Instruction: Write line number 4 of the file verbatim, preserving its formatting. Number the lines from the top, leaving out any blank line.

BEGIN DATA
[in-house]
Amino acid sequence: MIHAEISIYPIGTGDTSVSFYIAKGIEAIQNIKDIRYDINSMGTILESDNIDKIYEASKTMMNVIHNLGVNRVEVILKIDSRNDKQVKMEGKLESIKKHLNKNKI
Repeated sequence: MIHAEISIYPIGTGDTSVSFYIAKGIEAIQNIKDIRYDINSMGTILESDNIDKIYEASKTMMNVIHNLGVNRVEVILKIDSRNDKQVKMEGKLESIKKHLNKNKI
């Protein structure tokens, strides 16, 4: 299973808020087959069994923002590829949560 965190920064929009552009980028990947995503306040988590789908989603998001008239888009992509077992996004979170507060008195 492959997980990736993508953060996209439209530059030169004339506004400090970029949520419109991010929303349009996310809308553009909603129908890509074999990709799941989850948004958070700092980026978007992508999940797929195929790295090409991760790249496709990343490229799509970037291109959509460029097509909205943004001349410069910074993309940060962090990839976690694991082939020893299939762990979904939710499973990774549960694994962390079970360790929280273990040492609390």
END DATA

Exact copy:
């Protein structure tokens, strides 16, 4: 299973808020087959069994923002590829949560 965190920064929009552009980028990947995503306040988590789908989603998001008239888009992509077992996004979170507060008195 492959997980990736993508953060996209439209530059030169004339506004400090970029949520419109991010929303349009996310809308553009909603129908890509074999990709799941989850948004958070700092980026978007992508999940797929195929790295090409991760790249496709990343490229799509970037291109959509460029097509909205943004001349410069910074993309940060962090990839976690694991082939020893299939762990979904939710499973990774549960694994962390079970360790929280273990040492609390």